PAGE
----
Somehow it just warms my heart to see thousands of city bikes lined up in endless rows. That requires about as much space as a supermarket or a small office building. Sometimes I wonder how big a parking facility for that many cars would be. I suppose the answer is that it would look rather like the vast sea of asphalt and cars that surrounds a big shopping mall: Occasionally full but usually mostly empty blackness… what a waste of space.
A Dutch bike parking facility, on the other hand, tends to remain remarkably full. Only after business hours does it thin out considerably. When I used to park my bike daily at the Amsterdam Fietsflat I almost always ended up walking all the way up to the upper level since I came in toward the end of the “rush hour”. The lowest level was perpetually crammed with crappy student bikes, often two or three per “official” space.
Of course there’s bike parking all over the city but most of the really big units are at train stations since lots of people ride their bikes to take a train to another town. That might be to “commute” to a job in another town, but it’s often also students who move back and forth between the university in one town and “home-home” in another. They might even keep an old bike at each end. I suppose one could say that this is a misuse of public space, but it could be easily argued that it’s really very, very little space. Any other means of transport also requires some use of public space and resources as well.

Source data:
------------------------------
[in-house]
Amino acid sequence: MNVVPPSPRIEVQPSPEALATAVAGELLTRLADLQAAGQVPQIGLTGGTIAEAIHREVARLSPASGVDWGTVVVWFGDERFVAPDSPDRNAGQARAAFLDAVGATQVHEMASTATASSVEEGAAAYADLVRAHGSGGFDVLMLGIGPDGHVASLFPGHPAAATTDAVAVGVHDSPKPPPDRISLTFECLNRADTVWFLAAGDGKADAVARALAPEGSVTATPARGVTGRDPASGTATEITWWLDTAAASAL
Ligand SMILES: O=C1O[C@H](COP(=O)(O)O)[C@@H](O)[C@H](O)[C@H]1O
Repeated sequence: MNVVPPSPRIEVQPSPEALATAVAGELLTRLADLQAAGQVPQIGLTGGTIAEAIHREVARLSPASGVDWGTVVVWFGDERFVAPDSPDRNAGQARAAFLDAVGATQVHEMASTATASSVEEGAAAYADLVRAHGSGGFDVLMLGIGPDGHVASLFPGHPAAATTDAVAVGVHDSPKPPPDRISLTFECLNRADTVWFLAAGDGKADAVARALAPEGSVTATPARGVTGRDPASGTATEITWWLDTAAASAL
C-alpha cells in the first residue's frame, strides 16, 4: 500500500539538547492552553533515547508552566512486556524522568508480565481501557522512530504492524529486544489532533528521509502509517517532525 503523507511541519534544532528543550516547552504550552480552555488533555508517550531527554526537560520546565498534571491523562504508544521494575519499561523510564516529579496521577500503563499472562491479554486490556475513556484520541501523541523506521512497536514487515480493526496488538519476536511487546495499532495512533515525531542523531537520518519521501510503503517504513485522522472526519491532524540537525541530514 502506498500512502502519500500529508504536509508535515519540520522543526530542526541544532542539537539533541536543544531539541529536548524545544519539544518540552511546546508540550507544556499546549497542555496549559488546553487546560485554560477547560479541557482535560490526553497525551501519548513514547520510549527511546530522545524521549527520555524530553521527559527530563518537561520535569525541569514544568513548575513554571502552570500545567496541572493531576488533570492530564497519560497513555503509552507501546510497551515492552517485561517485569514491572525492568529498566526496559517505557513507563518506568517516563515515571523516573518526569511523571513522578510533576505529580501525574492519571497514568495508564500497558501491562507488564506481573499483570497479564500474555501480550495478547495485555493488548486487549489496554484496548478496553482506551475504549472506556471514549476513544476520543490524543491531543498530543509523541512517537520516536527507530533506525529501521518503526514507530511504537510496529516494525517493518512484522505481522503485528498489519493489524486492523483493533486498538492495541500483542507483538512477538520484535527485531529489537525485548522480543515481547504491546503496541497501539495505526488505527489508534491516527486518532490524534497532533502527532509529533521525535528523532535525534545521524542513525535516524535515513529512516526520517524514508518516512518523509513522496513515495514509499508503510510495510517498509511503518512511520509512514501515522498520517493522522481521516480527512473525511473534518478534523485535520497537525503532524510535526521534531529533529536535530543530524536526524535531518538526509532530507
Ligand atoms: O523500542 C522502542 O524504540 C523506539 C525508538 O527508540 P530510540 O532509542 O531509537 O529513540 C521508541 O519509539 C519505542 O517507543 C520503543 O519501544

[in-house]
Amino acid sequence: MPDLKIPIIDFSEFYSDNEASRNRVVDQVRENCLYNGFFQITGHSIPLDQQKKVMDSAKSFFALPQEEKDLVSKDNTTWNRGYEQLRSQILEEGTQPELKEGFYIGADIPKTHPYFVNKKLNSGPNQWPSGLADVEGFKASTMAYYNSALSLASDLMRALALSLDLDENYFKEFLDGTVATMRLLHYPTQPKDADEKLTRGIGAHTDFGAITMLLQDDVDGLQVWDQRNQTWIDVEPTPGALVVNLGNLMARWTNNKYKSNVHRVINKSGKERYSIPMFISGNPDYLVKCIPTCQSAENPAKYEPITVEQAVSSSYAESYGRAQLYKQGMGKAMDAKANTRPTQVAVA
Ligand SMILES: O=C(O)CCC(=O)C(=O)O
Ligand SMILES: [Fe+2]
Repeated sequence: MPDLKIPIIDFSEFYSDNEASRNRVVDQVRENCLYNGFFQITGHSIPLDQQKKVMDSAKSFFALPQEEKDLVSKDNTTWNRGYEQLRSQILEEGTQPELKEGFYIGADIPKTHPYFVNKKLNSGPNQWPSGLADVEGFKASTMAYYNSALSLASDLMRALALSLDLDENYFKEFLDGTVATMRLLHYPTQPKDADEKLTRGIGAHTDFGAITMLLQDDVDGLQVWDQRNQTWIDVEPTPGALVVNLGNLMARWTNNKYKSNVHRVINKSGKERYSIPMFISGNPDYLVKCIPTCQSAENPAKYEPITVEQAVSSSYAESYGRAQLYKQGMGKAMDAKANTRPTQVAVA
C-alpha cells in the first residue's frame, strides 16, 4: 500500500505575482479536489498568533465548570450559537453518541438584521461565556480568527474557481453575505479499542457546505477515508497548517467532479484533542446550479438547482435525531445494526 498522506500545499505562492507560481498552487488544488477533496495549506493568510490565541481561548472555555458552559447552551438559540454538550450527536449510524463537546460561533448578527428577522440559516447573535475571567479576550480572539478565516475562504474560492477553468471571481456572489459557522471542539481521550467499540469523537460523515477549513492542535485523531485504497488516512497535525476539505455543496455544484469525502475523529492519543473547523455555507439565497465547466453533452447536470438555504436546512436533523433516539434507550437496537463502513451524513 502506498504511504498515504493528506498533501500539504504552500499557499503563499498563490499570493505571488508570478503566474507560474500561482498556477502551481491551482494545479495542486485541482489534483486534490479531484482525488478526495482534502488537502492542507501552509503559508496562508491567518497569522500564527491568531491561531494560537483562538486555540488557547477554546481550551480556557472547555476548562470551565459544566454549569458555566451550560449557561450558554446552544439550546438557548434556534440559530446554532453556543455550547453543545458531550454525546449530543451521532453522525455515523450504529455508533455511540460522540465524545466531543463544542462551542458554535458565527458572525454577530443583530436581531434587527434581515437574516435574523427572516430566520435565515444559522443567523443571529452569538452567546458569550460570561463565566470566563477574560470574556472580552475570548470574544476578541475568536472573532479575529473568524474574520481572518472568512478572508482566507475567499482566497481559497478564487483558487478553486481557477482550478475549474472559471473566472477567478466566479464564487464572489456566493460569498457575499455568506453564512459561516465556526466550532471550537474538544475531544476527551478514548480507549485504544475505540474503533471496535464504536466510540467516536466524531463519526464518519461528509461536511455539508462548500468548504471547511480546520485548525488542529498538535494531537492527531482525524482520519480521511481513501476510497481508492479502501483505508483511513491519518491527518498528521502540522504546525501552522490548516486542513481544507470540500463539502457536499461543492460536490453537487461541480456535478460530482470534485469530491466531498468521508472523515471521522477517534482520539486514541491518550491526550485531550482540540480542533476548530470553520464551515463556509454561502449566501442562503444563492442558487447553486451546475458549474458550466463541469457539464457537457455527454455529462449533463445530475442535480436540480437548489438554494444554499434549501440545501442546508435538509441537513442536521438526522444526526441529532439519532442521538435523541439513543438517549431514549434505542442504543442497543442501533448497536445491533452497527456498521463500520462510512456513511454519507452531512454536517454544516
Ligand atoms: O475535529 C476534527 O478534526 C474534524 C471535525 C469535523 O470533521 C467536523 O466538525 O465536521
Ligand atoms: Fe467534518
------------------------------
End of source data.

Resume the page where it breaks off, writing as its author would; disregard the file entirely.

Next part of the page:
I couldn’t find any pictures of the brand new Haarlem station fietsenstalling so this artist’s rendering will have to do for now.
This morning I read in the Fietsberaad Newsbrief that a new that the city of Haarlem has just opened a new fietsenstalling (“fietsen” = “bikes”, “stalling” = “parking”, as in stalls for horses). With spaces for 5050 bikes they claim it to be the biggest in Europe. Certainly it is bigger than the famous and constantly photographed “Fietsflat” by Amsterdam Central Station, which somehow typically holds about 4000 bikes in 2500 spaces. But the “biggest in Europe” might be a bit of hyperbole since there’s already at least one other fietsenstalling with about 5000 spaces: the Stadsbalkon in Groningen. But I’d be surprised to hear about any other facilities in the western world (but outside Holland) that even approach these numbers.
Ironically, both of these new facilities will probably operate at capacity within a couple years since, like auto traffic, the demand seems to follow the supply.
Speaking of getting more bikes on the street, Workcycles has just begun a historic clearance sale on a bunch of bikes and gear. After eight years in business it’s just time to simultaneously make some space and make some customers happy with some great deals. At the top of the list are no less than four ex-rental/demo Cargobikes (all Long versions) in great shape. Also on offer are Monark Trucks and Long Johns and a whole bunch of parts and accessories. The bikes can be seen here:
Workcycles Clearance Sale
And the parts and accessories will be added in the coming days and weeks. Expect to see: lights, panniers, tires, saddles, locks, child seats and plenty of random but perfectly usable components.